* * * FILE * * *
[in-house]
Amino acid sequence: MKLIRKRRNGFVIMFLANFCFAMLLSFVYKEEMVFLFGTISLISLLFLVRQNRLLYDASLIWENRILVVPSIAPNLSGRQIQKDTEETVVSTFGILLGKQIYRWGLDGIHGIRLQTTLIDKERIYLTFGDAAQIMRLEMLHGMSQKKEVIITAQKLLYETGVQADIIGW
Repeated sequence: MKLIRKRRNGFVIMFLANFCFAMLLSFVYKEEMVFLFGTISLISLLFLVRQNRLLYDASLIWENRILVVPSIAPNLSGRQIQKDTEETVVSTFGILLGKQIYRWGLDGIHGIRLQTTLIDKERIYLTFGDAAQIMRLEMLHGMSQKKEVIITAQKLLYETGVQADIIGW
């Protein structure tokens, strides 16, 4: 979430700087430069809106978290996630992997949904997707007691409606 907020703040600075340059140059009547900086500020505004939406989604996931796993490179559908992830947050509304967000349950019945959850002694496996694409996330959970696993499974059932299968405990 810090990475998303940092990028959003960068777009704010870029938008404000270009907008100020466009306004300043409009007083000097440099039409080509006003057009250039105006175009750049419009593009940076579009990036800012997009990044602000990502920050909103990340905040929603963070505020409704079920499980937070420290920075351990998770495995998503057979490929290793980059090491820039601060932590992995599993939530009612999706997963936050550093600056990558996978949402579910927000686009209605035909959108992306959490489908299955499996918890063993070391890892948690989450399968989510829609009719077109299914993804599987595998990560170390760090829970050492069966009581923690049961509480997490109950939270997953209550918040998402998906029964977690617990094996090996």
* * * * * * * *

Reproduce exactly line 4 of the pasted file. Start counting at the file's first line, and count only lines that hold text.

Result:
């Protein structure tokens, strides 16, 4: 979430700087430069809106978290996630992997949904997707007691409606 907020703040600075340059140059009547900086500020505004939406989604996931796993490179559908992830947050509304967000349950019945959850002694496996694409996330959970696993499974059932299968405990 810090990475998303940092990028959003960068777009704010870029938008404000270009907008100020466009306004300043409009007083000097440099039409080509006003057009250039105006175009750049419009593009940076579009990036800012997009990044602000990502920050909103990340905040929603963070505020409704079920499980937070420290920075351990998770495995998503057979490929290793980059090491820039601060932590992995599993939530009612999706997963936050550093600056990558996978949402579910927000686009209605035909959108992306959490489908299955499996918890063993070391890892948690989450399968989510829609009719077109299914993804599987595998990560170390760090829970050492069966009581923690049961509480997490109950939270997953209550918040998402998906029964977690617990094996090996």